2. You have questions, but we don’t have answers

Infertility introduces a crushing number of questions for which we rarely have answers. My husband and I were diagnosed with unexplained infertility, so we quite literally had no answers for most of our questions. Not having answers to our own questions is brutally painful, and not being able to answer your questions has its own pain and frustration too.

We know you have questions, and we know that most of your questions come from a place of love and concern. You want to know how we’re doing, but most days we really don’t know. You want to know if we’re okay, but sometimes (most of the time) we aren’t. You want to know how to help, but really, you can’t. You want to know why we don’t have babies, so do we.

For many, it is easier to journey silently and alone than it is to give the same answers (or lack thereof) over and over again. The “I don’t knows” and fragile facades of “I’m okay” wear us down and remind us of the never-ending heartache.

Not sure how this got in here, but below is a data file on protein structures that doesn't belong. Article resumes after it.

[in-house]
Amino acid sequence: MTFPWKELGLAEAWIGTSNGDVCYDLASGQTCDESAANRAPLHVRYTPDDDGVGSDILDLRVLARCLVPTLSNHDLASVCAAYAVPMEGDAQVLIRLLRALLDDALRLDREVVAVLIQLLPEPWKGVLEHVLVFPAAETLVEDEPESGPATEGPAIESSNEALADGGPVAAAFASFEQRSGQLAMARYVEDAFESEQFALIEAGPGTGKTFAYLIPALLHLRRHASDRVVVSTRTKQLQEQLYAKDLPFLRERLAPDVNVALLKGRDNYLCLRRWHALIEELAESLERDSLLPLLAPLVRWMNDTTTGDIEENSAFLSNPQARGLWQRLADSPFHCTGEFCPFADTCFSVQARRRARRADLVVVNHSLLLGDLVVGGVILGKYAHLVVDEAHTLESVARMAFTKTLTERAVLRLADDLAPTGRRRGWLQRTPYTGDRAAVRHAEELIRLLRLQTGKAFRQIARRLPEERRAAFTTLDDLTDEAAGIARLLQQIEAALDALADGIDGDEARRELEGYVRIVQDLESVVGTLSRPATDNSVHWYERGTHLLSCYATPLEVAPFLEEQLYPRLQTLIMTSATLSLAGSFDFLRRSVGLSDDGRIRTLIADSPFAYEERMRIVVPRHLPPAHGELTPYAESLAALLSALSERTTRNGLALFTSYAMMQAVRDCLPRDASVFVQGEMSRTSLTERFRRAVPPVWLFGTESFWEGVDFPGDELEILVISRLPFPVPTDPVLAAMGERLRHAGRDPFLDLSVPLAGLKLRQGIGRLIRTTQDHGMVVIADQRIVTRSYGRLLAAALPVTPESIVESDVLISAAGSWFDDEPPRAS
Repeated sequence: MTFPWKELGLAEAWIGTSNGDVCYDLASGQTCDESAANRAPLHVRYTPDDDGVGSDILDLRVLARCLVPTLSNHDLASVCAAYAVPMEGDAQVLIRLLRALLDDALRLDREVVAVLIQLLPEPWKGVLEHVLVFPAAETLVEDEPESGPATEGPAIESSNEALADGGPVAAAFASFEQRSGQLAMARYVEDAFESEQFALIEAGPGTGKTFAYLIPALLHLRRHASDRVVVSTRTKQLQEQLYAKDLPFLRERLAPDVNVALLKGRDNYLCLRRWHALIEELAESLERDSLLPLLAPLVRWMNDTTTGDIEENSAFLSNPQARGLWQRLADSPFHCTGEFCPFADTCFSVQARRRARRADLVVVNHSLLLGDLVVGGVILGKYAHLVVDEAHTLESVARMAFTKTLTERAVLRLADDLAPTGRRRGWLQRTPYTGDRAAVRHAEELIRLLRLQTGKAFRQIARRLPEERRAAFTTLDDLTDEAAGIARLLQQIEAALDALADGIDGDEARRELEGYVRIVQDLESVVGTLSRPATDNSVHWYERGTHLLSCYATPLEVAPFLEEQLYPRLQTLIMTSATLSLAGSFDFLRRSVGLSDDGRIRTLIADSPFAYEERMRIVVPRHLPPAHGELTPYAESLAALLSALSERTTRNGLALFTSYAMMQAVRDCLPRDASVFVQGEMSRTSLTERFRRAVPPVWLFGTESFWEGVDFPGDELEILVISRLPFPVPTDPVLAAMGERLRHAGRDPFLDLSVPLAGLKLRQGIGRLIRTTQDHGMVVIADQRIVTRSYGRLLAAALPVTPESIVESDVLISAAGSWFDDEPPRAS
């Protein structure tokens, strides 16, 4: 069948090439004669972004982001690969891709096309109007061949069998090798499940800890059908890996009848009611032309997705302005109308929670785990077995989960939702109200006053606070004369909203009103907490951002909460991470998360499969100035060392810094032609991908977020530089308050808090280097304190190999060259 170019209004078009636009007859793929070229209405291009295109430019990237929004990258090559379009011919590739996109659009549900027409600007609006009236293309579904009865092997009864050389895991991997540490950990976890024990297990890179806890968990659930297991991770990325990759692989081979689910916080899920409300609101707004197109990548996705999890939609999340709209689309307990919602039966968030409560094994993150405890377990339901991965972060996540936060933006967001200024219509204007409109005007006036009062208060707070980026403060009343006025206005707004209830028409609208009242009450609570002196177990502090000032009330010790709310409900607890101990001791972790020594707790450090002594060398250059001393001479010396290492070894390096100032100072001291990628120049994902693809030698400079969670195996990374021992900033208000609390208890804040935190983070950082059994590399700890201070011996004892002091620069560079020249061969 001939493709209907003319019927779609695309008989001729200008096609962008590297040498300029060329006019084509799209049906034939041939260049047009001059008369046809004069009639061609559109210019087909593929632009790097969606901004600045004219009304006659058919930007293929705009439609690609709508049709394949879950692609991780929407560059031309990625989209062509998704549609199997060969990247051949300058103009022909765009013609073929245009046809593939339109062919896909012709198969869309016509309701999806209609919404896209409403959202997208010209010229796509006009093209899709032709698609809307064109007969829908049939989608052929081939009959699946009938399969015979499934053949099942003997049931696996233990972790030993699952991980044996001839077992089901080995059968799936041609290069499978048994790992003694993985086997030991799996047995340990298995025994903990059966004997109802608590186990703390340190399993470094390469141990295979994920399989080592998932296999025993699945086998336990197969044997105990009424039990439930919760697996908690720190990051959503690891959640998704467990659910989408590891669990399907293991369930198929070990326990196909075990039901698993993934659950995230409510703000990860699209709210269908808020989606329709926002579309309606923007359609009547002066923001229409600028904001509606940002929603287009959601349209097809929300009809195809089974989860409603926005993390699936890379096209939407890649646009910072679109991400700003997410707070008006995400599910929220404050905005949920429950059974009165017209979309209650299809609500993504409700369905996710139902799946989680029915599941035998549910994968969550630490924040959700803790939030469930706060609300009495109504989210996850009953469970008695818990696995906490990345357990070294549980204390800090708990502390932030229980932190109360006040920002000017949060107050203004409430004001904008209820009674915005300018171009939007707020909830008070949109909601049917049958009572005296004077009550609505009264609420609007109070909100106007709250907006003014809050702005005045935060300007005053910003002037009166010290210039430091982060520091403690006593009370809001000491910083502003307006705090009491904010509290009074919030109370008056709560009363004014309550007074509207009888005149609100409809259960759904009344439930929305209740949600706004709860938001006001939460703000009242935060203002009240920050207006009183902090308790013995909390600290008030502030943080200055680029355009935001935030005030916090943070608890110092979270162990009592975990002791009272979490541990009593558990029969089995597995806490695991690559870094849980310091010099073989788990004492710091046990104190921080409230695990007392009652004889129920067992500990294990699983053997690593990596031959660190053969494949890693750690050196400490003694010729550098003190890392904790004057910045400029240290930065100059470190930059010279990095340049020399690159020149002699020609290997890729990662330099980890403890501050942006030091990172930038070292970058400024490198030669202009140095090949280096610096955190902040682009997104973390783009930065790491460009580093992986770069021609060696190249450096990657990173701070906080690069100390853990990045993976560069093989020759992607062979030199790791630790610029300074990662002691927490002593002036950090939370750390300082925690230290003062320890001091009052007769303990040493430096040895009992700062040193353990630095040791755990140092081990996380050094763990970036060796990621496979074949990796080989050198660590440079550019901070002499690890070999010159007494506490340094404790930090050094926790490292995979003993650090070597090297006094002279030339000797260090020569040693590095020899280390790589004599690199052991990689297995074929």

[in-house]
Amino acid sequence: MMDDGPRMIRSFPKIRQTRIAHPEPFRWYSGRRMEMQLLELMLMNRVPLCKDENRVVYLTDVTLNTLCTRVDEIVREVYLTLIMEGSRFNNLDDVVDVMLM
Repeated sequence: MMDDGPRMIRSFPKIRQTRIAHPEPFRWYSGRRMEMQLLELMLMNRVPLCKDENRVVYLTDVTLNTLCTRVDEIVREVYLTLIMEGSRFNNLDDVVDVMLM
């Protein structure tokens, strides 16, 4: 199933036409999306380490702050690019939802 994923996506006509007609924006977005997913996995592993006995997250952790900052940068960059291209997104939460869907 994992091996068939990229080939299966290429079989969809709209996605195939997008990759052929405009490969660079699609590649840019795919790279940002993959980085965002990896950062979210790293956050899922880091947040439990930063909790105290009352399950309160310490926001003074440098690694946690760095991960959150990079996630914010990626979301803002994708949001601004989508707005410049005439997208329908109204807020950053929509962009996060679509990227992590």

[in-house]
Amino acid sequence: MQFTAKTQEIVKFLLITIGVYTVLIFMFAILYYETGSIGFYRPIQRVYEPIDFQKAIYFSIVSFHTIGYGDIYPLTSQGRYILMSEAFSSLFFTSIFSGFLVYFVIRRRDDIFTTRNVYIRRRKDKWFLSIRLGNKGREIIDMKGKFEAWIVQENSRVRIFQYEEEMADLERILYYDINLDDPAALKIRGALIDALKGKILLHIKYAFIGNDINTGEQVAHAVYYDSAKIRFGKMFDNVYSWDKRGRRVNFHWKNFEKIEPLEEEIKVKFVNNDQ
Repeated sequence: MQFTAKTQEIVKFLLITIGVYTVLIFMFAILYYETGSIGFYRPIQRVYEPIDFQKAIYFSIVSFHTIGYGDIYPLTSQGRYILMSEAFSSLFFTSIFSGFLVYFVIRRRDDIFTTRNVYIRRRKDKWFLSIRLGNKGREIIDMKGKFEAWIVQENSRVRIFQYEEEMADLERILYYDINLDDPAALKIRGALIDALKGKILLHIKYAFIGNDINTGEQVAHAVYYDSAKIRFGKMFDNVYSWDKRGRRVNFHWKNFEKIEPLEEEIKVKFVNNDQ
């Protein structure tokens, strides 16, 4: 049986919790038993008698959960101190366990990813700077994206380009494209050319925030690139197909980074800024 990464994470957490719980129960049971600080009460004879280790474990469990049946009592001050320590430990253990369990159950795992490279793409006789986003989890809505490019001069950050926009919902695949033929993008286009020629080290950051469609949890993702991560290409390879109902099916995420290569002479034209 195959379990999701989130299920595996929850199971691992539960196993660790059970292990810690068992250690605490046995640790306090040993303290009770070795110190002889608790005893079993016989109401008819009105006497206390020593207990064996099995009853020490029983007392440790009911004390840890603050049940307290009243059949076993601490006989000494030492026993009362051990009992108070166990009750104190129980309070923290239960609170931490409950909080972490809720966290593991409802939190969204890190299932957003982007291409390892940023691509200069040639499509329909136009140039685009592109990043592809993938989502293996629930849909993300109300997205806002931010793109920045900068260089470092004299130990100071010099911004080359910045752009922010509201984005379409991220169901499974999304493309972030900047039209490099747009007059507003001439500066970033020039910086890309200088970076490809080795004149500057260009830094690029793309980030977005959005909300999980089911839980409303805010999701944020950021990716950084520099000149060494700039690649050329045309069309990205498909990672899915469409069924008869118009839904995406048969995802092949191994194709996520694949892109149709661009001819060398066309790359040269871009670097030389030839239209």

3. We feel our barrenness in our souls

I speak here as a woman of faith battling infertility. Christian couples facing infertility often feel barren within their soul. We question God’s plan, we wrestle with God’s will, and in our darkest moments we doubt God’s love for us. After all, God’s Word is clear that children are a blessing from God; so we wonder: is lack of children a curse from God?

Every Christian couple who battles infertility will do so on a spiritual level. Some will do so much more gracefully than I did. My faith was shaken to its core, and I often wrestled with God out of anger and rage. It was ugly and my heart was raw. And for a long time I was unwilling to be vulnerable with my friends and family about my bitterness and anger. Most of us don’t want to air our spiritual dirty laundry for others to see.

Perhaps you are the loved one of a couple facing infertility. Remember that they are on a journey of grief, and there is no wrong way to grieve. I hope you know that you are a much needed source of strength and encouragement. You have the ability to offer comfort, even when you don’t know what to say. I challenge you to value their privacy, to honor the way they have chosen to journey the path of infertility, to do what you can to protect their hearts.